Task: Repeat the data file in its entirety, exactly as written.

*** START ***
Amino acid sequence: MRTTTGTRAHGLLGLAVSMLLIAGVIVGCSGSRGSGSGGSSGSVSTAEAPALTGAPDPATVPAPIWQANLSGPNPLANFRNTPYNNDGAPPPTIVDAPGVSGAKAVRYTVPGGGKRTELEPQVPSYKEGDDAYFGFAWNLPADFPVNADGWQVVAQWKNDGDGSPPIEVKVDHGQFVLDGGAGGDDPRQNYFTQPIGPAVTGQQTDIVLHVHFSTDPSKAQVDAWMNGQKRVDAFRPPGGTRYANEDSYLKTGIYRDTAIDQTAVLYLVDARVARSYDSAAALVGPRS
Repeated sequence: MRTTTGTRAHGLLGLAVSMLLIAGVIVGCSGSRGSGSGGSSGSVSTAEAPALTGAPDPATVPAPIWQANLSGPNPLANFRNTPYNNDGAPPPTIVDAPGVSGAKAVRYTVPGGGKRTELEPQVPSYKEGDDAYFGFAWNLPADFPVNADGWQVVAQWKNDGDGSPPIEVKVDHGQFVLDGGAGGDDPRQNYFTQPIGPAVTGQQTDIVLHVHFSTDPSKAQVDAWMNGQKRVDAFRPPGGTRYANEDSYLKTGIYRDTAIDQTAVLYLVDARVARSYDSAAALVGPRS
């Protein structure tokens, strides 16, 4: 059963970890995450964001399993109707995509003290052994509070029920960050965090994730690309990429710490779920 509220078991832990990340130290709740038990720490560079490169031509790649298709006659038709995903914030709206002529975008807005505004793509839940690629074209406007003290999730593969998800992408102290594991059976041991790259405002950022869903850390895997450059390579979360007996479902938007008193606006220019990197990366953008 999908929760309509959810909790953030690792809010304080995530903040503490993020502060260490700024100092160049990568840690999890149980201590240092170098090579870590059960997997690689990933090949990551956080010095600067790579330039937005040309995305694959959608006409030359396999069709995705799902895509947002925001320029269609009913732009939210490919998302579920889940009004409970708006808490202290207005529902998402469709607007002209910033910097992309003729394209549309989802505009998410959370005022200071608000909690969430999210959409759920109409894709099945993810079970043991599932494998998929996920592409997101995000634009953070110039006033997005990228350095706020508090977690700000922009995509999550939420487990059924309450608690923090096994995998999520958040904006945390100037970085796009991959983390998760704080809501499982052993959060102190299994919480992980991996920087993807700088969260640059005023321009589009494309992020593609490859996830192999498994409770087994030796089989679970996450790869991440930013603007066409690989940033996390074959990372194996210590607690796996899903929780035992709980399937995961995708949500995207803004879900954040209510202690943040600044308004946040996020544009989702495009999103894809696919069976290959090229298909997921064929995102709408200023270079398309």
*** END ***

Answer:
Amino acid sequence: MRTTTGTRAHGLLGLAVSMLLIAGVIVGCSGSRGSGSGGSSGSVSTAEAPALTGAPDPATVPAPIWQANLSGPNPLANFRNTPYNNDGAPPPTIVDAPGVSGAKAVRYTVPGGGKRTELEPQVPSYKEGDDAYFGFAWNLPADFPVNADGWQVVAQWKNDGDGSPPIEVKVDHGQFVLDGGAGGDDPRQNYFTQPIGPAVTGQQTDIVLHVHFSTDPSKAQVDAWMNGQKRVDAFRPPGGTRYANEDSYLKTGIYRDTAIDQTAVLYLVDARVARSYDSAAALVGPRS
Repeated sequence: MRTTTGTRAHGLLGLAVSMLLIAGVIVGCSGSRGSGSGGSSGSVSTAEAPALTGAPDPATVPAPIWQANLSGPNPLANFRNTPYNNDGAPPPTIVDAPGVSGAKAVRYTVPGGGKRTELEPQVPSYKEGDDAYFGFAWNLPADFPVNADGWQVVAQWKNDGDGSPPIEVKVDHGQFVLDGGAGGDDPRQNYFTQPIGPAVTGQQTDIVLHVHFSTDPSKAQVDAWMNGQKRVDAFRPPGGTRYANEDSYLKTGIYRDTAIDQTAVLYLVDARVARSYDSAAALVGPRS
């Protein structure tokens, strides 16, 4: 059963970890995450964001399993109707995509003290052994509070029920960050965090994730690309990429710490779920 509220078991832990990340130290709740038990720490560079490169031509790649298709006659038709995903914030709206002529975008807005505004793509839940690629074209406007003290999730593969998800992408102290594991059976041991790259405002950022869903850390895997450059390579979360007996479902938007008193606006220019990197990366953008 999908929760309509959810909790953030690792809010304080995530903040503490993020502060260490700024100092160049990568840690999890149980201590240092170098090579870590059960997997690689990933090949990551956080010095600067790579330039937005040309995305694959959608006409030359396999069709995705799902895509947002925001320029269609009913732009939210490919998302579920889940009004409970708006808490202290207005529902998402469709607007002209910033910097992309003729394209549309989802505009998410959370005022200071608000909690969430999210959409759920109409894709099945993810079970043991599932494998998929996920592409997101995000634009953070110039006033997005990228350095706020508090977690700000922009995509999550939420487990059924309450608690923090096994995998999520958040904006945390100037970085796009991959983390998760704080809501499982052993959060102190299994919480992980991996920087993807700088969260640059005023321009589009494309992020593609490859996830192999498994409770087994030796089989679970996450790869991440930013603007066409690989940033996390074959990372194996210590607690796996899903929780035992709980399937995961995708949500995207803004879900954040209510202690943040600044308004946040996020544009989702495009999103894809696919069976290959090229298909997921064929995102709408200023270079398309």